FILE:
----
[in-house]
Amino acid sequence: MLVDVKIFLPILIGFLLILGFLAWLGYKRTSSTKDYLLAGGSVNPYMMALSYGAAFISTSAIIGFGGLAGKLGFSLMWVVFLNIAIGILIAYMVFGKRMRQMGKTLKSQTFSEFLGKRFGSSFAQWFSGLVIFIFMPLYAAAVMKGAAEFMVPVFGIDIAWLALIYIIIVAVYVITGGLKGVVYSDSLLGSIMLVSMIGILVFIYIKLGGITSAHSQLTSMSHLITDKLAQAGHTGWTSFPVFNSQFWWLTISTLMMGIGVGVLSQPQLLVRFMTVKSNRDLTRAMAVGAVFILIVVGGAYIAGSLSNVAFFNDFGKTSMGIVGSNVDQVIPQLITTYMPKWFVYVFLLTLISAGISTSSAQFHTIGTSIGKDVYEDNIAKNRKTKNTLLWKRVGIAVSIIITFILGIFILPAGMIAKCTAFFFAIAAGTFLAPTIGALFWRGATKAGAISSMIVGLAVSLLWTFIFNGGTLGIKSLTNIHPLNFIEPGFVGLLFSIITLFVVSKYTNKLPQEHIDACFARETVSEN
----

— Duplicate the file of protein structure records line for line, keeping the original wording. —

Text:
[in-house]
Amino acid sequence: MLVDVKIFLPILIGFLLILGFLAWLGYKRTSSTKDYLLAGGSVNPYMMALSYGAAFISTSAIIGFGGLAGKLGFSLMWVVFLNIAIGILIAYMVFGKRMRQMGKTLKSQTFSEFLGKRFGSSFAQWFSGLVIFIFMPLYAAAVMKGAAEFMVPVFGIDIAWLALIYIIIVAVYVITGGLKGVVYSDSLLGSIMLVSMIGILVFIYIKLGGITSAHSQLTSMSHLITDKLAQAGHTGWTSFPVFNSQFWWLTISTLMMGIGVGVLSQPQLLVRFMTVKSNRDLTRAMAVGAVFILIVVGGAYIAGSLSNVAFFNDFGKTSMGIVGSNVDQVIPQLITTYMPKWFVYVFLLTLISAGISTSSAQFHTIGTSIGKDVYEDNIAKNRKTKNTLLWKRVGIAVSIIITFILGIFILPAGMIAKCTAFFFAIAAGTFLAPTIGALFWRGATKAGAISSMIVGLAVSLLWTFIFNGGTLGIKSLTNIHPLNFIEPGFVGLLFSIITLFVVSKYTNKLPQEHIDACFARETVSEN